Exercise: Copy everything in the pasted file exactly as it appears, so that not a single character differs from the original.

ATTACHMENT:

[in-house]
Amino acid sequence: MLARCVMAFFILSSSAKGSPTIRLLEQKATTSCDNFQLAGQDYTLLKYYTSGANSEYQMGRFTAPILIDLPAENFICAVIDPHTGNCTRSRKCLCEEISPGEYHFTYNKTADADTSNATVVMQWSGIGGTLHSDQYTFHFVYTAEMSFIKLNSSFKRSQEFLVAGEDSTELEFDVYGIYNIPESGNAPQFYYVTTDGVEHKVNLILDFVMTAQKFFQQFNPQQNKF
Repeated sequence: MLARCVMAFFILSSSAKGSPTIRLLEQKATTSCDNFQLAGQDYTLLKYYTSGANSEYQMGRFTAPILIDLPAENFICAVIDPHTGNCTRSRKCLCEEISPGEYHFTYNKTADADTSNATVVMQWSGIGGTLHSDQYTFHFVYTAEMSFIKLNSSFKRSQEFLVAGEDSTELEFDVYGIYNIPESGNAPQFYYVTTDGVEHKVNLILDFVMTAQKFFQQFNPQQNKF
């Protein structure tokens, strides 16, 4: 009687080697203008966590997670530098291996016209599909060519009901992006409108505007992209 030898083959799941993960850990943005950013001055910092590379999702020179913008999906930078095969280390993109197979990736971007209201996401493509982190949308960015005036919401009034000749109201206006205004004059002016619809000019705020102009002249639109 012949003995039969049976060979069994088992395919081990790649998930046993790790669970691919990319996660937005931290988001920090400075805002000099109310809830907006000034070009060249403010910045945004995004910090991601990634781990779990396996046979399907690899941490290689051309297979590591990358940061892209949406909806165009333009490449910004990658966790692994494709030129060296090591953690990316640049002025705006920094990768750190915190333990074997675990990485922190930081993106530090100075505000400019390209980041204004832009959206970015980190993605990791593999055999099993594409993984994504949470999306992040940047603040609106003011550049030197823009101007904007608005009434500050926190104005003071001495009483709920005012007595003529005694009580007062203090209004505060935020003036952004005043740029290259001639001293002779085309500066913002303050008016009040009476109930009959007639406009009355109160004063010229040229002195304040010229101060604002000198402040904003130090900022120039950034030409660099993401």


[in-house]
Amino acid sequence: MLARCVMAFFILSSSAKGSPTIRLLEQKATTSCDNFQLAGQDYTLLKYYTSGANSEYQMGRFTAPILIDLPAENFICAVIDPHTGNCTRSRKCLCEEISPGEYHFTYNKTADADTSNATVVMQWSGIGGTLHSDQYTFHFVYTAEMSFIKLNSSFKRSQEFLVAGEDSTELEFDVYGIYNIPESGNAPQFYYVTTDGVEHKVNLILDFVMTAQKFFQQFNPQQNKF
Repeated sequence: MLARCVMAFFILSSSAKGSPTIRLLEQKATTSCDNFQLAGQDYTLLKYYTSGANSEYQMGRFTAPILIDLPAENFICAVIDPHTGNCTRSRKCLCEEISPGEYHFTYNKTADADTSNATVVMQWSGIGGTLHSDQYTFHFVYTAEMSFIKLNSSFKRSQEFLVAGEDSTELEFDVYGIYNIPESGNAPQFYYVTTDGVEHKVNLILDFVMTAQKFFQQFNPQQNKF
């Protein structure tokens, strides 16, 4: 009687080697203008966590997670530098291996016209599909060519009901992006409108505007992209 030898083959799941993960850990943005950013001055910092590379999702020179913008999906930078095969280390993109197979990736971007209201996401493509982190949308960015005036919401009034000749109201206006205004004059002016619809000019705020102009002249639109 012949003995039969049976060979069994088992395919081990790649998930046993790790669970691919990319996660937005931290988001920090400075805002000099109310809830907006000034070009060249403010910045945004995004910090991601990634781990779990396996046979399907690899941490290689051309297979590591990358940061892209949406909806165009333009490449910004990658966790692994494709030129060296090591953690990316640049002025705006920094990768750190915190333990074997675990990485922190930081993106530090100075505000400019390209980041204004832009959206970015980190993605990791593999055999099993594409993984994504949470999306992040940047603040609106003011550049030197823009101007904007608005009434500050926190104005003071001495009483709920005012007595003529005694009580007062203090209004505060935020003036952004005043740029290259001639001293002779085309500066913002303050008016009040009476109930009959007639406009009355109160004063010229040229002195304040010229101060604002000198402040904003130090900022120039950034030409660099993401």